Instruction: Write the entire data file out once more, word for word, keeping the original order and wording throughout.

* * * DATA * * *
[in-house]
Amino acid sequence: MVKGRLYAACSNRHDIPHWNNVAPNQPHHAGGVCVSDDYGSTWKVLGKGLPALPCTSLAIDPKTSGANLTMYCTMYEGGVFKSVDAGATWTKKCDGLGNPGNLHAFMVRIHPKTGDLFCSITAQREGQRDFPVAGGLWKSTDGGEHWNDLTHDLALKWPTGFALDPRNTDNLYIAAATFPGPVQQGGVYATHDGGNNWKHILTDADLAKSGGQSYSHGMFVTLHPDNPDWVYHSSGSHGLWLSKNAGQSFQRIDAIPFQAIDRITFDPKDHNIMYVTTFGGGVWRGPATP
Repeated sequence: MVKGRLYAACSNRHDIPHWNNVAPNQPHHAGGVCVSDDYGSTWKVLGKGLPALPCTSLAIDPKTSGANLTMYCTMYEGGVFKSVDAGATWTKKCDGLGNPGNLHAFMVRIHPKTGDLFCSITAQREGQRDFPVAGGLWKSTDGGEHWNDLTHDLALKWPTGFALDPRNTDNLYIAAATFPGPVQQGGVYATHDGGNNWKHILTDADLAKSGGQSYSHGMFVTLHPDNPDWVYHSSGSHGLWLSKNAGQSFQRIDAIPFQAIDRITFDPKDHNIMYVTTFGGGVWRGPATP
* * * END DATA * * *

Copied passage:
[in-house]
Amino acid sequence: MVKGRLYAACSNRHDIPHWNNVAPNQPHHAGGVCVSDDYGSTWKVLGKGLPALPCTSLAIDPKTSGANLTMYCTMYEGGVFKSVDAGATWTKKCDGLGNPGNLHAFMVRIHPKTGDLFCSITAQREGQRDFPVAGGLWKSTDGGEHWNDLTHDLALKWPTGFALDPRNTDNLYIAAATFPGPVQQGGVYATHDGGNNWKHILTDADLAKSGGQSYSHGMFVTLHPDNPDWVYHSSGSHGLWLSKNAGQSFQRIDAIPFQAIDRITFDPKDHNIMYVTTFGGGVWRGPATP
Repeated sequence: MVKGRLYAACSNRHDIPHWNNVAPNQPHHAGGVCVSDDYGSTWKVLGKGLPALPCTSLAIDPKTSGANLTMYCTMYEGGVFKSVDAGATWTKKCDGLGNPGNLHAFMVRIHPKTGDLFCSITAQREGQRDFPVAGGLWKSTDGGEHWNDLTHDLALKWPTGFALDPRNTDNLYIAAATFPGPVQQGGVYATHDGGNNWKHILTDADLAKSGGQSYSHGMFVTLHPDNPDWVYHSSGSHGLWLSKNAGQSFQRIDAIPFQAIDRITFDPKDHNIMYVTTFGGGVWRGPATP